Thursday, December 10, 2009

A better use for the Ignoble Appeasement Prize

Once again, the courageous people of Iran have been demonstrating that, despite arrests, imprisonment, beatings, torture and state murder their spirit remains unbroken. Once again, there were protests against the regime yesterday at universities throughout Iran. Potkin Azarmehr reports:

The most predominant chant was specifically directed against the Supreme Leader. It was amazing the regime had gone out of its way to prevent any information from coming out of Iran. Apart from the usual tricks, they had banned the press permits for all foreign correspondents for three days and even the public phone boxes around the universities were wrapped in black plastic bags to stop eyewitnesses reporting from the scene, yet once again they failed miserably. As Moussavi aptly said ‘They are trying to put up a barbed wire to stop a flood’.

A translated report from Die Tageszeitung, published by Planet Iran, observes:

Once again the Iranian opposition showed on Monday that it is not willing to give up the resistance against the clerical dictatorship. Thousands of arrests, torture and rape in prisons, which has claimed so far seventy-nine deaths caused by the long prison sentences, many show trials and forced confessions; the whole apparatus of repression has had its effect. The critics however cannot be intimidated.

The regime in Tehran has largely lost its base. All propaganda attempts to attacks ‘foreign enemies’, appealing to so-called nationalist sentiment among the masses remain without response. The balance of power in the Islamic state, which so far despite the rivalries and conflicting opinions always acted consistently against ‘internal and external enemies’, no longer works. Not only the reformers have long since turned away from the governance, also formed in the conservative camp, a new front against the Ahmadinejad administration and especially against the supreme leader Ali Khamenei.

In other words, the resistance of the people is continuing to weaken the Iranian regime.

The Iranian people are therefore still the west’s best hope of toppling that regime. As I have said before, it is therefore not just appalling but incomprehensible that western leaders do not support the Iranian people in this heroic resistance.

In the Wall Street Journal today, Emanuele Ottolenghi makes a very sharp suggestion for what Obama should do with his Nobel Peace Prize which he receives in Oslo this week: he should give his medal to a far worthier recipient, Shirin Ebadi, the 2003 Nobel Prize laureate and Iran’s foremost human rights advocate who was recently robbed of her medal, alongside several other prizes (including the French Legion d'honneur) by order of Tehran’s Revolutionary Court. Ottolenghi writes:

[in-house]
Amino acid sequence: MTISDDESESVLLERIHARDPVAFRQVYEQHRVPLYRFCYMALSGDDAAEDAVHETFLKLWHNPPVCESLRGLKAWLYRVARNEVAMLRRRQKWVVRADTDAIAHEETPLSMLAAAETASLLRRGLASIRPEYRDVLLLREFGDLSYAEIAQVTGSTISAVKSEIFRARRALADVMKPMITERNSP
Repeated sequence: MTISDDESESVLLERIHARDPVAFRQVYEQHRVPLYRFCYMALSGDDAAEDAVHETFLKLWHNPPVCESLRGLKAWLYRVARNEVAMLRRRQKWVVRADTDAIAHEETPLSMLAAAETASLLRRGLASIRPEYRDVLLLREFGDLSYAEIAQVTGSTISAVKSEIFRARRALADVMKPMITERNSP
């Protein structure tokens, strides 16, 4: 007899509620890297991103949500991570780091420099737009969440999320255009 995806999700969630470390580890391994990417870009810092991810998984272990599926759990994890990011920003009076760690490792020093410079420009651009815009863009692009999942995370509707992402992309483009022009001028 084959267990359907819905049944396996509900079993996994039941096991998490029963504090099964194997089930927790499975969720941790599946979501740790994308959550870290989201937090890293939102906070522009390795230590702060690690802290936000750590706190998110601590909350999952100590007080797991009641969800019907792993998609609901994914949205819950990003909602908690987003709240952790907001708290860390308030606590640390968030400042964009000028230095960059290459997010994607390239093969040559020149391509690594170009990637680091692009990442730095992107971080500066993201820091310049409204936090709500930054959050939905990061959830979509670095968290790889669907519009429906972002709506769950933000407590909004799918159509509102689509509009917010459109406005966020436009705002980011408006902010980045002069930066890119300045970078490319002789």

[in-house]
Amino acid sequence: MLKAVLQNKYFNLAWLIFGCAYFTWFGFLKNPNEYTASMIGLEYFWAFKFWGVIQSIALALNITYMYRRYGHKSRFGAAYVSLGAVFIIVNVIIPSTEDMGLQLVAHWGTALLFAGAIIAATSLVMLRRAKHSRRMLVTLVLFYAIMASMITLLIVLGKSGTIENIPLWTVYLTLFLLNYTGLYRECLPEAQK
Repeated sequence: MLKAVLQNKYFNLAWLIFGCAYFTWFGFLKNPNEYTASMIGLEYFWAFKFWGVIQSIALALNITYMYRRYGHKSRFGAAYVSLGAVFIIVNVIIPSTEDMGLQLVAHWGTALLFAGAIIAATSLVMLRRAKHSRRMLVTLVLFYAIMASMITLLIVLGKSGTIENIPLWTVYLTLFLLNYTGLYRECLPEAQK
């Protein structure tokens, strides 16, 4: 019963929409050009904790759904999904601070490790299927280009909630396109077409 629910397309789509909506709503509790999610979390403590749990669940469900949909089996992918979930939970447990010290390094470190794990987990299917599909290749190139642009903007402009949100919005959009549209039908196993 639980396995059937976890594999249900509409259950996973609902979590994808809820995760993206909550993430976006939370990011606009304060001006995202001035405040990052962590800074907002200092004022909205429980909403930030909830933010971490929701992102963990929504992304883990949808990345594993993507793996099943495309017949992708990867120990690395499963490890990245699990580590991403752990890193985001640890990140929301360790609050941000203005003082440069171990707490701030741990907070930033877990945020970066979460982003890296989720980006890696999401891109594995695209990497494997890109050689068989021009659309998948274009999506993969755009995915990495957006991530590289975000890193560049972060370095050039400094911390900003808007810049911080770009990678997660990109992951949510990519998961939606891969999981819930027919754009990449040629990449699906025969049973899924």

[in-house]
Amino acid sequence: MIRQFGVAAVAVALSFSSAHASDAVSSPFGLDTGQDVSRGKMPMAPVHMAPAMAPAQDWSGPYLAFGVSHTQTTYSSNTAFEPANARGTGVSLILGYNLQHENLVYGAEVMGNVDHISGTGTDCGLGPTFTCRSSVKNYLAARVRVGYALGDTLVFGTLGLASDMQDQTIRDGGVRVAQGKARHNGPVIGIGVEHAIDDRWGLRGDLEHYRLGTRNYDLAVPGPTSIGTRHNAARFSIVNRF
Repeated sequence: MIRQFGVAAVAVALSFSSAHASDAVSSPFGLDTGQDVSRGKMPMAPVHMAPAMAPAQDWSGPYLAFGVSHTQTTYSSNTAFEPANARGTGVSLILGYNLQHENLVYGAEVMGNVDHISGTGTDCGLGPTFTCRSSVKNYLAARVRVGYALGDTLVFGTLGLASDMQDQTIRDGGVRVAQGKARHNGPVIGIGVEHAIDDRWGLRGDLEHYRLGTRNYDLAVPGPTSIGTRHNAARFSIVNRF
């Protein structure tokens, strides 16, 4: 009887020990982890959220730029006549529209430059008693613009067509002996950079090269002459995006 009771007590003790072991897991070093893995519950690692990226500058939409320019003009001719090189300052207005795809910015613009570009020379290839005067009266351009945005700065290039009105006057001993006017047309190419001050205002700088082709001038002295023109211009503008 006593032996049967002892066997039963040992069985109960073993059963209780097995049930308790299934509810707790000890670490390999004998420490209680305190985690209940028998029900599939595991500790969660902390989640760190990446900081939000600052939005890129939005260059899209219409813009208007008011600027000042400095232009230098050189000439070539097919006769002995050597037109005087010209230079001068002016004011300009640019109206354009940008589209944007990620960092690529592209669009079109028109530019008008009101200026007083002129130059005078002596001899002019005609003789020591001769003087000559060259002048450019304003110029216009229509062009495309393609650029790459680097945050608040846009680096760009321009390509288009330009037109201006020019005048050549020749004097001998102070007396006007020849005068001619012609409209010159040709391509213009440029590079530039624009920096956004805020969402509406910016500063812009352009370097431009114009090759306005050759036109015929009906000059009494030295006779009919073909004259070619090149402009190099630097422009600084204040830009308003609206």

President Obama is the leader of the free world—though his tepid support for Iran's beleaguered pro-democracy movement may suggest he is uncomfortable with this role. Ms. Ebadi is the symbol of defiance against a liberticidal regime, which, to use the President's own words, represents a ‘common challenge of the 21st century,’ and one which the president still must confront.

They have the Nobel Prize in common. Let it be a way to bridge the gap between the president’s ill-fated efforts to engage Ms. Ebadi’s oppressors, and America’s historic commitment to liberty abroad. And let it be a way to turn the Nobel Prize Committee's choice into a powerful message in the service of peace—for the best way to promote peace is to champion freedom.

The president's engagement strategy with the Islamic Republic has so far yielded little progress on Iran’s nuclear program, but offered much cover to Iran's regime. Clearly, internal repression is not Mr. Obama’s fault—but his premature award and his pledge to use it as an encouragement to future worthy endeavours offer him an opportunity, after past equivocations, to let Iranians know where he truly stands on the critical issue of their freedom.

Alas, I think we all now know just where he stands on the issue of freedom in Iran and elsewhere.

Melanie Phillips

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